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CD Review

Giuseppe Verdi

Dynamic Blu-ray 57776

Don Carlo

  • José Bros - Don Carlo, son of the King
  • Michele Pertusi - Philip II, the King of Spain
  • Serena Farnocchia - Elisabeth de Valois
  • Vladimir Stoyanov - Rodrigo, Marquis of Posa
  • Marianne Cornetti - Princess Eboli
  • Ievgen Orlov - The Great Inquisitor
  • Simon Lim - A monk
  • Lavinia Bini - Tebaldo, page to Elisabeth
  • Gregory Bonfatti - The Count of Lerma/Royal Herald
  • Marina Bucciarelli - A voice from Heaven
Chorus of the Teatro Regio di Parma & Filarmonica Arturo Toscanini/Daniel Oren
Chorus master - Martino Faggiani
Director - Cesare Lievi
Set and Costume Design - Maurizio Balò
Light Designer - Andrea Borelli
Video Director - Tiziano Mancini
Recorded Live at Teatro Regio di Parma - October, 2016
Dynamic Blu-ray 57776 3:02:33 PCM Stereo DTS-HD Master Audio
Find it at AmazonFind it at Amazon UKFind it at Amazon GermanyFind it at Amazon CanadaFind it at Amazon FranceFind it at Amazon Japan
Also available on 2DVDs 37776: Amazon - UK - Germany - Canada - France - Japan

As Verdi mavens are aware, Don Carlo is one of the composer's deeper and darker operas. It's one of those works that can yield a wealth of profundities, some that you may not have noticed in previous performances or recordings. Indeed, but actually the opera was quite problematic for Verdi: written for the Paris Opera, Don Carlos, as it was called in the original French version, was premiered in 1867, but in an Italian language version, and though it had success then and in subsequent performances Verdi realized the work needed to be heavily revised. He worked on revisions in 1882-83, making a number of changes and reducing the opera from five acts to four, cutting about an hour from its four-hour duration. The revised version is widely regarded as the stronger of the two and that's the one presented here.

Stage director Cesare Lievi presents a fairly straightforward rendition of the opera – straightforward but not bland! Traditionalists should find this production much to their liking, not least because Lievi mostly does not try to impose his own individual views on the opera. Instead he allows the many complexities and confusing aspects of the story and characters for you to interpret. In other words, he presents Verdi's masterful but arguably flawed opera to stand on its own and in an atmosphere very appropriate to the work's dark character. Thus, the sets are sparse and consist mainly of huge white marble walls, or of columns of foliage or of stormy skies, which are seen when the marble walls open. Lighting is somewhat faint, yielding an ominous, dark cast to the action and sets. Costuming, which heavily favors black garments, is quite appropriate to the period, as well as to the story. Overall, the production values are higher here than in most other Verdi performances I have encountered recently.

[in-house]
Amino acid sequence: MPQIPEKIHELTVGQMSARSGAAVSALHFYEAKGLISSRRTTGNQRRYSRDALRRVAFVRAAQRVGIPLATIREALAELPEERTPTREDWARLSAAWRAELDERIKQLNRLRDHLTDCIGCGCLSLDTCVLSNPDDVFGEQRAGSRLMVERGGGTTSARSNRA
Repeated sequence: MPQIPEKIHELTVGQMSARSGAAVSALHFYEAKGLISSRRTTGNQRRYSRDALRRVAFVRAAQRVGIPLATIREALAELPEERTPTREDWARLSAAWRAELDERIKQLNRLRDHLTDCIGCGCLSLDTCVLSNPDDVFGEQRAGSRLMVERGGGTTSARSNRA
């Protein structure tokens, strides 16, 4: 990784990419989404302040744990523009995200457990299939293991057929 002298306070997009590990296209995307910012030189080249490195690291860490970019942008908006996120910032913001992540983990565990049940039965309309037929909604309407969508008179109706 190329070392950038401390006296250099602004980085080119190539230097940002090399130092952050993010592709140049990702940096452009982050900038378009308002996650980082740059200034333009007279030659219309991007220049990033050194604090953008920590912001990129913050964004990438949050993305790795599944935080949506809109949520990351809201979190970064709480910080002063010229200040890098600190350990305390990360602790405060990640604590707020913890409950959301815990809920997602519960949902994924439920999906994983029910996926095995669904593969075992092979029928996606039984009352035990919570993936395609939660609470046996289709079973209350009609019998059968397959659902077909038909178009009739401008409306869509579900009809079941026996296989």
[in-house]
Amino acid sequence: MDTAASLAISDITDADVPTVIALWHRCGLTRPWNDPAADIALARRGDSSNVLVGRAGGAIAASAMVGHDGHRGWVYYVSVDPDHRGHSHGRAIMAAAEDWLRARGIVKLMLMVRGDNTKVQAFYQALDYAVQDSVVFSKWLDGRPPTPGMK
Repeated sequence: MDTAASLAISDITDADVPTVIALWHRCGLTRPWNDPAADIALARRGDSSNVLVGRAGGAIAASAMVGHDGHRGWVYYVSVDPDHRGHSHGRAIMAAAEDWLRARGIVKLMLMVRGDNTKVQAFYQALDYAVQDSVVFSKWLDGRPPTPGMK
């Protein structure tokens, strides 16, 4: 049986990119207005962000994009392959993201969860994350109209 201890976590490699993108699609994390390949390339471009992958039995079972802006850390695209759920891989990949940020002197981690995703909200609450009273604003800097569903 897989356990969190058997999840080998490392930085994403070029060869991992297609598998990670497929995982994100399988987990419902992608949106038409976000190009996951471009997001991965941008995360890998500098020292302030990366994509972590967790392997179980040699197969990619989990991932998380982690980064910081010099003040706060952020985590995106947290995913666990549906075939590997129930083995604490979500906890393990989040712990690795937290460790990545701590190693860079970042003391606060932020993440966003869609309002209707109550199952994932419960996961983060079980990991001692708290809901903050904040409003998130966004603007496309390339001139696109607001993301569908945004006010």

As for the cast, most of its members are strong assets. The bass singers are quite effective, if not ideal. Michelle Pertusi is very good in the role of King Filippo: try his splendid Third Act opener Ella giammai m'amè. (I'll make further comments about him later.) Ievgen Orlov as the Grand Inquisitor is also quite fine, if a little offbeat, especially in the way he totters about the stage in an almost comical manner: is this one instance where Lievi injects a personal view, namely that the Grand Inquisitor is nothing imposing at all, but just a clown in robes? Anyway, Orlov delivers a convincing and in many ways profound Nell'ispano suol, also from Act III. Both the female leads turn in fine work as well. Mezzo Marianne Cornetti as Princess Eboli sings a very subtle and elegant Veil Song (Nel giardin dell bello) from the First Act. And Serena Farnocchia as Elizabeth is consistently strong throughout: to sample just one highlight from her performance try her Act IV opener, Tu che le vanità. Jose Bros is strong in the role of Don Carlo, as is Vladimir Stoyanov as Rodrigo. Try their truly impassioned Act II duet Dio, che nell'alma infondere, which quite dramatically closes out Part I of Act I. Staying with Stoyanov for the moment, he is, along with the aforementioned Michelle Pertusi, both vocally and dramatically very compelling in the final numbers from Act I (#11 & 12), Restate! and O signor, di Fiandra arrive. While I could mention more highlights from the performance, perhaps focusing a little more on Bros' impressive effort, let me just say the singing is quite fine and consistent down through the cast, if not absolutely outstanding.

Strong as the singing is, however, I think conductor Daniel Oren may be the real star here. He elucidates so much in the orchestral score, draws out spirited and committed playing from the orchestra and chorus, and shapes the score with utter intelligence and sensitivity to Verdi's idiom. He is certainly one of the finest Verdi and Puccini conductors before the public today. Those two composers dominate his discography and it's easy to see why.

The camera work, picture clarity and sound reproduction on this Blu-ray disc are first rate. I reviewed another Don Carlo here in 2005 (Opus Arte DVD OA0933D). I recall that was quite a fine effort as well, but I would now prefer this new Don Carlo from Dynamic as my first choice in the video realm. Highly recommended.

Copyright © 2017, Robert Cummings

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